Mozart, Schubert, Beethoven, Mendelssohn, Tchaikovsky, Bruckner, Weill, etc

COMPOSERS: Beethoven,Bruckner,etc,Mendelssohn,Mozart,Schubert,Tchaikovsky,Weill
LABELS: EMI
ALBUM TITLE: Collection: The Klemperer Legacy
WORKS: Works
PERFORMER: Daniel Barenboim (piano); John Alldis Choir, Philharmonia Orchestra, New Philharmonia Orchestra/Otto Klemperer
CATALOGUE NO: (see text for catalogue numbers) ADD Reissue (1955-72)
Otto Klemperer’s musical aura is a potent one: no other conductor quite duplicates his forceful but Apollonian clarity. Occasionally this approach seems thoroughly united with the demands of the music. Klemperer’s craggy but flowing way with Schubert’s Unfinished Symphony (CDM 5 67338 2), for example, creates an unusually satisfying vision of the work. But more often Klemperer’s powerful musical personality goes against the grain of either the music or traditional ways of conceiving of it. The sheer energy and rhythmic integrity he invests in Schubert’s Great C major Symphony on the same disc is admirable, but especially in the finale he holds the last degree of emotional impact at arm’s length through unswervingly consistent treatment of tempo and rhythm. Tchaikovsky’s Pathétique is even more thoroughly objectified (CDM 5 67336 2), and bristly dynamics limit possibilities for repose in Bruckner’s Seventh Symphony (CDM 5 67330 2).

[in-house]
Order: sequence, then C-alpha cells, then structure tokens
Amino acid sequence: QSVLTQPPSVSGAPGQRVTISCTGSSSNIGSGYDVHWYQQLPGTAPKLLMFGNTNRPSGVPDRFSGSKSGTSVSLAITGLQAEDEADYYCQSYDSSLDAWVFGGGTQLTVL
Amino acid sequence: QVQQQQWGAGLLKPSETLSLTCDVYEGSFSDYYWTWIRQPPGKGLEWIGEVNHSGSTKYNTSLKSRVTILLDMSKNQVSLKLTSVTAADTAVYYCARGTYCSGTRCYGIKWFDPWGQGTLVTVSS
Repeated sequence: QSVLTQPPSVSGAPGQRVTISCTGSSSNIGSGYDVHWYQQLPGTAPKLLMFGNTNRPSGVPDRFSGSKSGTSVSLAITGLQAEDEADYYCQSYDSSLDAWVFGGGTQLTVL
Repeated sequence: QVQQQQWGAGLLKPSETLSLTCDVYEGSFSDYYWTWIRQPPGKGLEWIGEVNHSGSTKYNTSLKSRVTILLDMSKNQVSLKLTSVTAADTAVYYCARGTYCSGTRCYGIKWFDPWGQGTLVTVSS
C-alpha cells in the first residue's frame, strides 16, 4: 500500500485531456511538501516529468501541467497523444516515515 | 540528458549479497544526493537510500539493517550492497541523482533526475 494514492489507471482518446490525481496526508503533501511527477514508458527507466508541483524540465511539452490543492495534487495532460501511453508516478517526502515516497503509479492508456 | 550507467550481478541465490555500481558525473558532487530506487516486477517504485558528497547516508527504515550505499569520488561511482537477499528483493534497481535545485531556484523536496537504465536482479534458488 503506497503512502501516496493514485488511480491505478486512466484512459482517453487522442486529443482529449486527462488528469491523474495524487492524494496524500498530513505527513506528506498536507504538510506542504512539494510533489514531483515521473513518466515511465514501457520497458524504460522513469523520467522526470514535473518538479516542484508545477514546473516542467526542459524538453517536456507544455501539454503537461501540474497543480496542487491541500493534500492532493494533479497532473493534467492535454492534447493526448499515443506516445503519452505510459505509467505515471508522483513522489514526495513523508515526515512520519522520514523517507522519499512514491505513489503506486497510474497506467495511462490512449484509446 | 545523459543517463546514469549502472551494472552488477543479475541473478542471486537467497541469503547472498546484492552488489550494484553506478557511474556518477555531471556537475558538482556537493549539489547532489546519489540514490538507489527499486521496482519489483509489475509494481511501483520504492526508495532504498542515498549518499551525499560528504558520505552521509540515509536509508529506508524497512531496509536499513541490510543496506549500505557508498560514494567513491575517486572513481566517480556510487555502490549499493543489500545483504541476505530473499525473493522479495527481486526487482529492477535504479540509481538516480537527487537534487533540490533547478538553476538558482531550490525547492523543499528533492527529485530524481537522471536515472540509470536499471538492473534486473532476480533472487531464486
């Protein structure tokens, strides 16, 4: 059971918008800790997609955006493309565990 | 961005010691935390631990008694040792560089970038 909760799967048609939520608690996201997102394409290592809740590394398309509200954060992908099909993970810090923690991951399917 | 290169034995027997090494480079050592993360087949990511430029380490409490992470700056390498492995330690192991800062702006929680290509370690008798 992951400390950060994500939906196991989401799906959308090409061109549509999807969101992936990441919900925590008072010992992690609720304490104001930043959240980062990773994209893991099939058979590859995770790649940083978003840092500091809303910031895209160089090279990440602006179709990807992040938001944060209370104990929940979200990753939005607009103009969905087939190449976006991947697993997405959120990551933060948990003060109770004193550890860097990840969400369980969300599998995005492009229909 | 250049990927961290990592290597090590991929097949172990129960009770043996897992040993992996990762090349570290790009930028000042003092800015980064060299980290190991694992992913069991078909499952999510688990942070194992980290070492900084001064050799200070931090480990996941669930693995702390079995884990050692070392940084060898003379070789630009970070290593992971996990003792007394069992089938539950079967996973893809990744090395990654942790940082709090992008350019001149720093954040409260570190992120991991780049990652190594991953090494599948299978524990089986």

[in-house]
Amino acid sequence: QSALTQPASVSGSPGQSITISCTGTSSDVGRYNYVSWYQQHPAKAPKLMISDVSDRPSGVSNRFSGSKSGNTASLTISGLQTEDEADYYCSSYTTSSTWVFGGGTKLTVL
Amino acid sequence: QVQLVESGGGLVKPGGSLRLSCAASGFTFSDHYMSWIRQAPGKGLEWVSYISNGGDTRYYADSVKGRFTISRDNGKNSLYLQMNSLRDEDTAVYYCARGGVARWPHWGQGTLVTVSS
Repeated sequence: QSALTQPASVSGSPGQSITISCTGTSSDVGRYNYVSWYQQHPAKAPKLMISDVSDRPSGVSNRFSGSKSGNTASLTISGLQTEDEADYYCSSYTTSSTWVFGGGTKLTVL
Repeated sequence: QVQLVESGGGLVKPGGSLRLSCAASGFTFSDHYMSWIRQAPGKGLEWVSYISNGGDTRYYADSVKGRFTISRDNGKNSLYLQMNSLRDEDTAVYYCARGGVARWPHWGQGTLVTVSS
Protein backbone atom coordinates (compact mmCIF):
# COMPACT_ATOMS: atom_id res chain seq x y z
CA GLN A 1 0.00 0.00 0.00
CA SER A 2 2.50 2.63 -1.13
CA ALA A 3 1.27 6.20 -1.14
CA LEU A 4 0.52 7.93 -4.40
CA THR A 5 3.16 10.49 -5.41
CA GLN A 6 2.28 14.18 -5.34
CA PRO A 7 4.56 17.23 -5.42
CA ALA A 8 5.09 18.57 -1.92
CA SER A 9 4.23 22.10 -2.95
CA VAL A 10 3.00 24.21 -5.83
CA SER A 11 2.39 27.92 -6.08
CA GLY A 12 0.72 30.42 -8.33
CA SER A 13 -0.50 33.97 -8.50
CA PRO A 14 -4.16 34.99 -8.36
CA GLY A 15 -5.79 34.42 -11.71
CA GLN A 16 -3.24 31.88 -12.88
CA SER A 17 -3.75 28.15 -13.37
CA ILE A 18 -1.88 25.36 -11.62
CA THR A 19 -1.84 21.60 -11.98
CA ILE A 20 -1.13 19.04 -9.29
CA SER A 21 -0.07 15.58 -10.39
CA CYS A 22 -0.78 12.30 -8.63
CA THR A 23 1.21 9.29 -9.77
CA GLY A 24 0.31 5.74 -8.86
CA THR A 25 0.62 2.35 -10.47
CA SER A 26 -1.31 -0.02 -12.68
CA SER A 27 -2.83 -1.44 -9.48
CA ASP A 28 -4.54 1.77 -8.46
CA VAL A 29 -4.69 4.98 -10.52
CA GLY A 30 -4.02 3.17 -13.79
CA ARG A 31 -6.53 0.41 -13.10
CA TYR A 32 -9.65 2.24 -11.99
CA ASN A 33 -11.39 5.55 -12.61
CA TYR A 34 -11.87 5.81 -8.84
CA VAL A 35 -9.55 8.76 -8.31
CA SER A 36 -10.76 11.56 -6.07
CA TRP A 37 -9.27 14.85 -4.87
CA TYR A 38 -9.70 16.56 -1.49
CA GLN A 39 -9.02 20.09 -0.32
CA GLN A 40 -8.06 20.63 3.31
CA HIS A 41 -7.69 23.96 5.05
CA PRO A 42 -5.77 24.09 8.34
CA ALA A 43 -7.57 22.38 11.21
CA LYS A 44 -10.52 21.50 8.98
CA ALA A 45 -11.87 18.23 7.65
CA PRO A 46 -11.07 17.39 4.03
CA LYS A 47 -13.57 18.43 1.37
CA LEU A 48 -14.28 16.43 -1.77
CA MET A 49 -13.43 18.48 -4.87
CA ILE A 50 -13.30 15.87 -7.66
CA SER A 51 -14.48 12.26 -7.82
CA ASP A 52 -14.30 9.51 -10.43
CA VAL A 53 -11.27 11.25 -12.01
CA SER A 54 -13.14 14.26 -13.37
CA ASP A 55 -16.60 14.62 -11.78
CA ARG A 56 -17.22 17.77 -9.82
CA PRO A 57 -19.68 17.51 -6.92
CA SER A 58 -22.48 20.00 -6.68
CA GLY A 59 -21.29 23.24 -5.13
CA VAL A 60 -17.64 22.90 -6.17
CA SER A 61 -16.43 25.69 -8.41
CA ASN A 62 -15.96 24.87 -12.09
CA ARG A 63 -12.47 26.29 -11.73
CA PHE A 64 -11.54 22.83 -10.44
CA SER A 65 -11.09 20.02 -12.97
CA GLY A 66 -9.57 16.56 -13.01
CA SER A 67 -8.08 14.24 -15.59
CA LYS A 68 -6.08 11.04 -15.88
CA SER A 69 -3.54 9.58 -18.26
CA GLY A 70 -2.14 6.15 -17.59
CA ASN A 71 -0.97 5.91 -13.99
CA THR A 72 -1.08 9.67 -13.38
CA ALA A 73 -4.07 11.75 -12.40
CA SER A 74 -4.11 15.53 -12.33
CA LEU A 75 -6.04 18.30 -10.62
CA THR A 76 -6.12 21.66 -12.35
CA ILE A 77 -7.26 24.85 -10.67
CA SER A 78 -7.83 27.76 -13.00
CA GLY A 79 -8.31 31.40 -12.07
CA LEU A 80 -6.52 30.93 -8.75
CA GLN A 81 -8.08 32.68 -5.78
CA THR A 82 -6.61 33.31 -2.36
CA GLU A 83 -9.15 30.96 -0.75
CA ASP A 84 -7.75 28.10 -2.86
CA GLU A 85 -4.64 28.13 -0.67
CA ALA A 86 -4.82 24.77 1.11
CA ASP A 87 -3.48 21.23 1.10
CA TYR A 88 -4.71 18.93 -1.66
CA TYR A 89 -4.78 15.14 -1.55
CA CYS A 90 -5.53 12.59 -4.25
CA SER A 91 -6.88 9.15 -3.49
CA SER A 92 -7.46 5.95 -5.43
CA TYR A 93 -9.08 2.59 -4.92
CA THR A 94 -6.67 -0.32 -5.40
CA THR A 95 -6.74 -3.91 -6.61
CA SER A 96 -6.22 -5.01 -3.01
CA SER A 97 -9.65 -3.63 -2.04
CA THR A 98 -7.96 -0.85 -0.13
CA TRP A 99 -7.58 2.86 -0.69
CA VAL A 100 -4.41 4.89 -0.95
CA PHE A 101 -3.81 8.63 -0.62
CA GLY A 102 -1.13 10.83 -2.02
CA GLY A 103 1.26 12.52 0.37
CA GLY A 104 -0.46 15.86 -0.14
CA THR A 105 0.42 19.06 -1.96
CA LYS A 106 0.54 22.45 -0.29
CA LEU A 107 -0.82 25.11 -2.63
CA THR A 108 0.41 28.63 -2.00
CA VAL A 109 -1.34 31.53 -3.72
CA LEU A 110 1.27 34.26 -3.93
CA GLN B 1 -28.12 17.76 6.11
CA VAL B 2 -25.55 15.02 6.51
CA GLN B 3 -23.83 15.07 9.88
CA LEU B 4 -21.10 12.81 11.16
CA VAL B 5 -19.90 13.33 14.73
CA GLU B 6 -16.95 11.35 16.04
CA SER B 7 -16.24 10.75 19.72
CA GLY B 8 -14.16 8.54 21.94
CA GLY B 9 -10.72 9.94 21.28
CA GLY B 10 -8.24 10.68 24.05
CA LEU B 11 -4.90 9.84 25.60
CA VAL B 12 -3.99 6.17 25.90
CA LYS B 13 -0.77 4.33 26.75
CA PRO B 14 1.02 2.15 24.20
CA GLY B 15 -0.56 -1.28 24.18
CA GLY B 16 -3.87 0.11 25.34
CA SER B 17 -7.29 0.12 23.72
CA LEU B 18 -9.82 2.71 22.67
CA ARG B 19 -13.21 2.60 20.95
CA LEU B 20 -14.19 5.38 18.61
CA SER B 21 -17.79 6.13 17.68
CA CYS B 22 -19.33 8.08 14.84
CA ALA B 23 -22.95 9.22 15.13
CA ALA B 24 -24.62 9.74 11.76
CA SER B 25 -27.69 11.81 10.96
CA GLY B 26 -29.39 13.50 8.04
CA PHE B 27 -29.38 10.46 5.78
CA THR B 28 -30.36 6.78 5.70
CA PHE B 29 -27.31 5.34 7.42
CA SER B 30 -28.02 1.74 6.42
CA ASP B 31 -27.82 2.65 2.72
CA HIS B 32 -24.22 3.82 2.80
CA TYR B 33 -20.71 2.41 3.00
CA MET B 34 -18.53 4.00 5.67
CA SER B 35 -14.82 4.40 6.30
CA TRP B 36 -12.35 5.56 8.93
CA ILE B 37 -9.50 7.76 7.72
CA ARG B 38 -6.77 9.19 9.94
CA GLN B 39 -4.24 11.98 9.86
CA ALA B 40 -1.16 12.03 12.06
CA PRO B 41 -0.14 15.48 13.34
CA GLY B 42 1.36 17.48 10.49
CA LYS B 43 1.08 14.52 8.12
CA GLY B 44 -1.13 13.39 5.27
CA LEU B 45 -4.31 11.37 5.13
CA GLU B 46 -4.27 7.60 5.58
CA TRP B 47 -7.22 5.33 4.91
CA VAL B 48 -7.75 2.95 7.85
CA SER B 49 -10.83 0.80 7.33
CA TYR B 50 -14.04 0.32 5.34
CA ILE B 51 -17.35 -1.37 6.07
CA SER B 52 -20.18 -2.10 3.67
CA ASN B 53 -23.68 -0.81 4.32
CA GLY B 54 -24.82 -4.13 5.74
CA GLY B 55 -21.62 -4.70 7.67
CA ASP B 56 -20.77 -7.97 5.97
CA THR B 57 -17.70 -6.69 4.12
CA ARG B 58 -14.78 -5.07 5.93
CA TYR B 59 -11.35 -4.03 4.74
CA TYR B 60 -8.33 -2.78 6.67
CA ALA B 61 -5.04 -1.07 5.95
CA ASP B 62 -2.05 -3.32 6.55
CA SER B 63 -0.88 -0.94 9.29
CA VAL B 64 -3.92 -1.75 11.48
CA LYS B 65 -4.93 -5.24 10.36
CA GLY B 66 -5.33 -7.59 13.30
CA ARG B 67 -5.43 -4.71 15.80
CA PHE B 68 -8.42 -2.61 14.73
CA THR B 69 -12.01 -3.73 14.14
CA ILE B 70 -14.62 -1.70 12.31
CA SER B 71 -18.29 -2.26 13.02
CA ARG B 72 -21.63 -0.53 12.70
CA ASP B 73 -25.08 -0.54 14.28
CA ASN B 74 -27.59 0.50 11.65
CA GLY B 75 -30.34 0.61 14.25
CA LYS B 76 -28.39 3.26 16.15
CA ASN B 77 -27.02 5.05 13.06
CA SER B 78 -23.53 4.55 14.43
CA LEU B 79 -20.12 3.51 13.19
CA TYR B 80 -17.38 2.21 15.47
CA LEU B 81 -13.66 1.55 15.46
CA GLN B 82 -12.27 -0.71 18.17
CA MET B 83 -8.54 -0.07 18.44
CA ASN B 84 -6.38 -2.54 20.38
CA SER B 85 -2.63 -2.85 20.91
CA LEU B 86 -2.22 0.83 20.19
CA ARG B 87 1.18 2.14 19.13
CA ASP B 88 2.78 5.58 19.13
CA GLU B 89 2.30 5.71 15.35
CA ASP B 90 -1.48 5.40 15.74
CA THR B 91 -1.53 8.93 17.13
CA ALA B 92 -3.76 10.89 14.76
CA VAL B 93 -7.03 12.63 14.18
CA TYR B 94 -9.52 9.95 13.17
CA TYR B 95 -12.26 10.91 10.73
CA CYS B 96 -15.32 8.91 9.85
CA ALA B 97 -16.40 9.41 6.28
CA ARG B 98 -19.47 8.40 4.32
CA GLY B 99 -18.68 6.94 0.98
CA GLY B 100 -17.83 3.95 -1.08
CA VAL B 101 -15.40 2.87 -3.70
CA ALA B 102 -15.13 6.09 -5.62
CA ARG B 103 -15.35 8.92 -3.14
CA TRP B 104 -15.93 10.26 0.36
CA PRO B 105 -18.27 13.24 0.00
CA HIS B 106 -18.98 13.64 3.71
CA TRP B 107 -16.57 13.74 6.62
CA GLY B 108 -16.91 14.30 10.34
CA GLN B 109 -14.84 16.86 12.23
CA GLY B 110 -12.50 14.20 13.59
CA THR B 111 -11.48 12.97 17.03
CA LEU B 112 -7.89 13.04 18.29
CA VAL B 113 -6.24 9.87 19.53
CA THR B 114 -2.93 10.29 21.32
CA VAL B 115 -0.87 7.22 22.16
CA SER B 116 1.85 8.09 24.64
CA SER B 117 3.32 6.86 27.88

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Mozart occupies nearly half of this final instalment in The Klemperer Legacy, with mixed success. The conductor unleashes ferocious passion and energy in the ‘little’ G minor Symphony (K183) and (to equally exhilarating if less obviously appropriate effect) the A major (K201) (CDM 5 67331 2). The searing, urgently lyrical reading of the Masonic Funeral Music is another highlight (CDM 5 67332 2). But the big G minor Symphony (K550) (CDM 5 67333 2) sounds oddly underplayed, and the perfunctory nature of the closing chords in the first movement of the Jupiter Symphony (CDM 5 67334 2) encourages hindsight to notice that the whole movement has been rather strait-laced. The Beethoven disc with Daniel Barenboim as pianist offers a sleepy Emperor Concerto and a bracingly engaged Choral Fantasy (CDM 5 67329 2). Other worthy performances include Schumann’s Fourth Symphony (with the Tchaikovsky) and Mendelssohn’s Hebrides Overture (CDM 5 67335 2). Apart from the essential Schubert disc, however, my favourite is an intriguing programme of 20th-century works (CDM 5 67337 2): Hindemith’s Nobilissima visione suite – in one of Klemperer’s first encounters with the Philharmonia – and mordantly played accounts of Klemperer’s own droll Merry Waltz, Weill’s Kleine Dreigroschenmusik and Stravinsky’s Symphony in Three Movements. Such performances can only come from a conductor whose legacy deserves EMI’s handsome tribute.